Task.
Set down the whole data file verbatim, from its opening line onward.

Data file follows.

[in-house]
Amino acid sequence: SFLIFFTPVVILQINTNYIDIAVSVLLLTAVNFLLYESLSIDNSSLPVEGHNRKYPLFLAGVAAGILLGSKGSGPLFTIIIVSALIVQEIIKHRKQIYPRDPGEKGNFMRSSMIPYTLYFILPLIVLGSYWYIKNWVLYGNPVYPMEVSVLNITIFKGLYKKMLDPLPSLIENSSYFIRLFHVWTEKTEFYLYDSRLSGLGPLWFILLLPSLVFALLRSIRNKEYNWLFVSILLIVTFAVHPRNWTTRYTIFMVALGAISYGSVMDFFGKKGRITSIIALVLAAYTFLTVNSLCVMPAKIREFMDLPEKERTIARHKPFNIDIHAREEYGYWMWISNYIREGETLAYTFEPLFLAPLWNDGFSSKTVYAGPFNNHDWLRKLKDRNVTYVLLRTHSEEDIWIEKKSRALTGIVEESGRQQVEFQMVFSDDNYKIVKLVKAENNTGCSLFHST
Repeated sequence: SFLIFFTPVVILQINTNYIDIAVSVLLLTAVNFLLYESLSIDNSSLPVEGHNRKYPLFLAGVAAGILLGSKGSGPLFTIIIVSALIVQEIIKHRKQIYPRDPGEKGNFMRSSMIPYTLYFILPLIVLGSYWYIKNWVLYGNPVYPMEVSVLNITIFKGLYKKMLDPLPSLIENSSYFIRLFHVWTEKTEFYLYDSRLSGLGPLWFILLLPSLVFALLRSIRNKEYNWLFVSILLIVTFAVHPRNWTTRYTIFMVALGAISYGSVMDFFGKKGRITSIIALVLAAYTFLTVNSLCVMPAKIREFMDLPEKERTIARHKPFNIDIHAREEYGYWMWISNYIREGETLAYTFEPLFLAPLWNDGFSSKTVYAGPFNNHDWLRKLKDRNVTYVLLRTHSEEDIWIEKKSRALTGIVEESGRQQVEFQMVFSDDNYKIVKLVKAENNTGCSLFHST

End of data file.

[in-house]
Amino acid sequence: SFLIFFTPVVILQINTNYIDIAVSVLLLTAVNFLLYESLSIDNSSLPVEGHNRKYPLFLAGVAAGILLGSKGSGPLFTIIIVSALIVQEIIKHRKQIYPRDPGEKGNFMRSSMIPYTLYFILPLIVLGSYWYIKNWVLYGNPVYPMEVSVLNITIFKGLYKKMLDPLPSLIENSSYFIRLFHVWTEKTEFYLYDSRLSGLGPLWFILLLPSLVFALLRSIRNKEYNWLFVSILLIVTFAVHPRNWTTRYTIFMVALGAISYGSVMDFFGKKGRITSIIALVLAAYTFLTVNSLCVMPAKIREFMDLPEKERTIARHKPFNIDIHAREEYGYWMWISNYIREGETLAYTFEPLFLAPLWNDGFSSKTVYAGPFNNHDWLRKLKDRNVTYVLLRTHSEEDIWIEKKSRALTGIVEESGRQQVEFQMVFSDDNYKIVKLVKAENNTGCSLFHST
Repeated sequence: SFLIFFTPVVILQINTNYIDIAVSVLLLTAVNFLLYESLSIDNSSLPVEGHNRKYPLFLAGVAAGILLGSKGSGPLFTIIIVSALIVQEIIKHRKQIYPRDPGEKGNFMRSSMIPYTLYFILPLIVLGSYWYIKNWVLYGNPVYPMEVSVLNITIFKGLYKKMLDPLPSLIENSSYFIRLFHVWTEKTEFYLYDSRLSGLGPLWFILLLPSLVFALLRSIRNKEYNWLFVSILLIVTFAVHPRNWTTRYTIFMVALGAISYGSVMDFFGKKGRITSIIALVLAAYTFLTVNSLCVMPAKIREFMDLPEKERTIARHKPFNIDIHAREEYGYWMWISNYIREGETLAYTFEPLFLAPLWNDGFSSKTVYAGPFNNHDWLRKLKDRNVTYVLLRTHSEEDIWIEKKSRALTGIVEESGRQQVEFQMVFSDDNYKIVKLVKAENNTGCSLFHST